stamp duty
There are growing calls for stamp duty to be phased out. Image – Canva.
  • Homeowners in all states and territories (excluding ACT) are paying more stamp duty
  • NHFIC notes the benefits for a broad-based land tax
  • UDIA has supported the reports findings

The removal of stamp duty would increase housing ability and therefore to lead to more efficient use of housing stock, argues a research paper by the National Finance and Investment Corporation (NHFIC).

The NHFIC’s Stamp Duty Reform: Benefits and Challenges uses recent data to assess both the benefits and reform considerations if phasing out stamp duty for a broad-based land tax.

The inexorable rise of stamp duty

The report noted that homeowners across all states and territories – except for the ACT –  are paying significantly more in stamp duty than they were 20 years ago, leading to inefficient use of housing stock.

For example, a household that purchased a median-priced house in Sydney four times over the past 20 years would have been required to pay 10 times the amount of stamp duty compared to a household that only made one purchased during the same period.

Victoria has the largest effective rate of stamp duty over the last 20 years on a median-priced property. Now it is 5.4% – about $45,000 – compared to 4.2% – around $12,000 – back in 2002.

Subsequently, outside the ACT, the typical household would be better off paying land tax on a median property in lieu of duty. In NSW, for example, a household would be required to pay a broad-based land tax for more than 14 years to be worse off – longer than the 12.4-year average tenure of remaining in a particular property.

Nathan Dal Bon, NHFIC CEO, said the paper highlights the importance of housing tax policy and noted the numerous benefits of land tax over the current stamp duty system.

“Encouraging more household mobility through reductions in stamp duty leads to more efficient use of the housing stock which means people can better ‘right-size’ their own housing arrangements in line with their individual preferences,” he said.

“Households that are considering downsizing and upsizing, or just seeking more space when they are working at home during COVID-19 wouldn’t be penalised under a broad-based land tax compared with the current stamp duty arrangements across most states.”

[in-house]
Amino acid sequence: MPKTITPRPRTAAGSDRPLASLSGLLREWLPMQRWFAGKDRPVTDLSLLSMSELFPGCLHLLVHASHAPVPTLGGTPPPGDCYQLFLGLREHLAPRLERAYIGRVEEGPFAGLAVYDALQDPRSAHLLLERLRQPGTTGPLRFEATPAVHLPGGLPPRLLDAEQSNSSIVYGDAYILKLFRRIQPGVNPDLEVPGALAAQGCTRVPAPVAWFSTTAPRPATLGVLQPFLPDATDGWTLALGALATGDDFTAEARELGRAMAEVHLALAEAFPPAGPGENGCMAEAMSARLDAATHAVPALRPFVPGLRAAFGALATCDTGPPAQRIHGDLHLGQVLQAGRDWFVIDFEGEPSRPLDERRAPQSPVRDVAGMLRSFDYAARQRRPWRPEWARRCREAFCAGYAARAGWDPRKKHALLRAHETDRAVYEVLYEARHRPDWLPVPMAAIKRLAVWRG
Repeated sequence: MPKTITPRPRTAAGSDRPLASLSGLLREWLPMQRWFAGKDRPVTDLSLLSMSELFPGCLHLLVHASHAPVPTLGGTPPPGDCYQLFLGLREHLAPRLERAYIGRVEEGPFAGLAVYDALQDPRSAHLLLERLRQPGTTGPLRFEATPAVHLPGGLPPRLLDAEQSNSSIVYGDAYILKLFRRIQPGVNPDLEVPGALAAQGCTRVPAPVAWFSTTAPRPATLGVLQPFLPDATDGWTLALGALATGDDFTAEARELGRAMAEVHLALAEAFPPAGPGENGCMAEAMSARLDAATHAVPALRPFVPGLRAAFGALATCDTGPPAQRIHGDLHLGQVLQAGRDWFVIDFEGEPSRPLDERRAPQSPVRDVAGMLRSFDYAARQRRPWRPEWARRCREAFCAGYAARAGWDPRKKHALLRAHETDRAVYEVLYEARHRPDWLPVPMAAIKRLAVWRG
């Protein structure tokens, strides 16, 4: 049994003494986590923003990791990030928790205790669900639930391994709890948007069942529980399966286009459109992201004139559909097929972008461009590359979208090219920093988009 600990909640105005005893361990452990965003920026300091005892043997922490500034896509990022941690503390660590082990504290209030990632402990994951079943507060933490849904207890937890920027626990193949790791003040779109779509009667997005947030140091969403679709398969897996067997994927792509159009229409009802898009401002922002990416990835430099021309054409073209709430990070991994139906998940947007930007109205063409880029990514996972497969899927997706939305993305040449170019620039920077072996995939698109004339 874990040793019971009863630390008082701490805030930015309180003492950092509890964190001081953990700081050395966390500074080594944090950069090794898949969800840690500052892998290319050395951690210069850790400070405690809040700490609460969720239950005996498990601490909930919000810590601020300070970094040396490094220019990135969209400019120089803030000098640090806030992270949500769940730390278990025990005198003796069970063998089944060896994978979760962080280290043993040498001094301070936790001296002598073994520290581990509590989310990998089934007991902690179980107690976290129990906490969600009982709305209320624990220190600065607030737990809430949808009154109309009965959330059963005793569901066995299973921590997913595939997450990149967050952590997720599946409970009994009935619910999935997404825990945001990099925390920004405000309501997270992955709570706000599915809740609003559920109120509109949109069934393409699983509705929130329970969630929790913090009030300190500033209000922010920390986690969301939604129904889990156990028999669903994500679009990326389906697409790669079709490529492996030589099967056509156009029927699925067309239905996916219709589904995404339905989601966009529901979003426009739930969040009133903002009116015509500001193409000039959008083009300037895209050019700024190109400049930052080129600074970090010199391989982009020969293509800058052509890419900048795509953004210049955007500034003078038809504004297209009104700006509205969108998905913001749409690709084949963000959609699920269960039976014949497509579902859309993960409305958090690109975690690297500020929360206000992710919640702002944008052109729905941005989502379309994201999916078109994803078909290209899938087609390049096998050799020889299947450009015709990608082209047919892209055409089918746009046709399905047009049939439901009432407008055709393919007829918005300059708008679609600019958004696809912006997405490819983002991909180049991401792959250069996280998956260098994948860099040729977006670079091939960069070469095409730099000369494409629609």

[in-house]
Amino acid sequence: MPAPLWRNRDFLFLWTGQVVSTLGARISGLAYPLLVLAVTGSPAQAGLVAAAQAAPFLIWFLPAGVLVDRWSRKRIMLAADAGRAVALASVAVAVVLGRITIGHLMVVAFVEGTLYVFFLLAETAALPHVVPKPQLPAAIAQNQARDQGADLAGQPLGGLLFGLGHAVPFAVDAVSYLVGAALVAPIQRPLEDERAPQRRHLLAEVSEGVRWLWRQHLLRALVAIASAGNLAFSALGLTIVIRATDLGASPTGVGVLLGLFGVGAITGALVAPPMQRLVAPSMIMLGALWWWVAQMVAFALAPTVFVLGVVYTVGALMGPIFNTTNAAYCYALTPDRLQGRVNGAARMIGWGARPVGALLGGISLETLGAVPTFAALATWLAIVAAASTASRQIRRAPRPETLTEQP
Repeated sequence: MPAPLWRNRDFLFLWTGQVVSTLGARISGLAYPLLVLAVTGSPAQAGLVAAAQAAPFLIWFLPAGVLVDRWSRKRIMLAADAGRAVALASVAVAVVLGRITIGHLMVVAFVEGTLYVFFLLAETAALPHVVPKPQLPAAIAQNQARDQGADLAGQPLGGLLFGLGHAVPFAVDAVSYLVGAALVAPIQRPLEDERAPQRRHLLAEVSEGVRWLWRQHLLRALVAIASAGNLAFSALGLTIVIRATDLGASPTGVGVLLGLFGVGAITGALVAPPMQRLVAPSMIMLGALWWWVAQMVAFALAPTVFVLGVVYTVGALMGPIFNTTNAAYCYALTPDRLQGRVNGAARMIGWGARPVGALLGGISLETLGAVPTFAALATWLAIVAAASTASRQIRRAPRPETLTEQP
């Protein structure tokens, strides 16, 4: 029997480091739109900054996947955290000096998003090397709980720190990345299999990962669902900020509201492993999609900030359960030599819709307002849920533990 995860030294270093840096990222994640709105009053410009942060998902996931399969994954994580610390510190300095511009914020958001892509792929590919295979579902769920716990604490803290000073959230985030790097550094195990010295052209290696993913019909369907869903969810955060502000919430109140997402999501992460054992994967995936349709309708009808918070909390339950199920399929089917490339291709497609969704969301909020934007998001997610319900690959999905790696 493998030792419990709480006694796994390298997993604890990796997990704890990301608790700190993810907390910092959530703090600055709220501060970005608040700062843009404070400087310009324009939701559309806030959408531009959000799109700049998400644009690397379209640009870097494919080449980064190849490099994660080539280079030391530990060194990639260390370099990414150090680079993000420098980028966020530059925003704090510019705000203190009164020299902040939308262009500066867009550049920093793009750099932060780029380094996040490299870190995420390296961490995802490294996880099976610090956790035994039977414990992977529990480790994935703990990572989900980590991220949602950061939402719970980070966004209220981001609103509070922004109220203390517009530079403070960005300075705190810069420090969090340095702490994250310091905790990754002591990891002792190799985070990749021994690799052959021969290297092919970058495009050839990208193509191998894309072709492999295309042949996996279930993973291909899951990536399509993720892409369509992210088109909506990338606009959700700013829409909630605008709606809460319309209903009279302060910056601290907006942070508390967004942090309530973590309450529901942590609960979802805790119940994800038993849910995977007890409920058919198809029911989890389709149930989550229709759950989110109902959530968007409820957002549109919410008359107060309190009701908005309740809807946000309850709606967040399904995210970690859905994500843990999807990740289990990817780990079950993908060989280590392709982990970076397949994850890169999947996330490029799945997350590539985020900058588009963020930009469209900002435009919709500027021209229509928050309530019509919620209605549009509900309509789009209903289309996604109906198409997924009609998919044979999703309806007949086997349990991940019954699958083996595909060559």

Nathan Dal Bon, NHFIC CEO

In terms of the complex logistics of repealing and replacing stamp duty – which, unlike most taxation, is collected by the state and territory governments – the report suggested a short phase-out period would limit the impact of house price growth on the cost of transition.

It noted that under a slow house price growth scenario, a revenue-neutral swap between the taxes would require about three times the amount of revenue as a faster transition – $94 billion over a 20-year compared with $32 billion under a 5-year transition.

The paper also takes into account a range of issues such as crediting back households that recently paid duty and allowing retirees considered to be asset rich but cash poor to defer land tax liabilities until their property is sold.

UDIA supports reform

The findings have been supported by the Urban Development Institute of Australia (UDIA) who has also argued the tax damages housing affordability.

“We have long known that stamp duty is a major barrier to home ownership and makes the savings challenge for homebuyers more onerous,” said UDIA National President, Simon Basheer.

“What the new research makes clear [is] that stamp duty is a dead weight on the economy, reduces the efficient use of available housing stock by disincentivising sales and leaves governments dependent on a volatile tax.”

“UDIA National welcomes the focus on alternatives such as a switch to broad-based land taxes – even though the report is correct to identify the critical need to get transitional arrangements right.”

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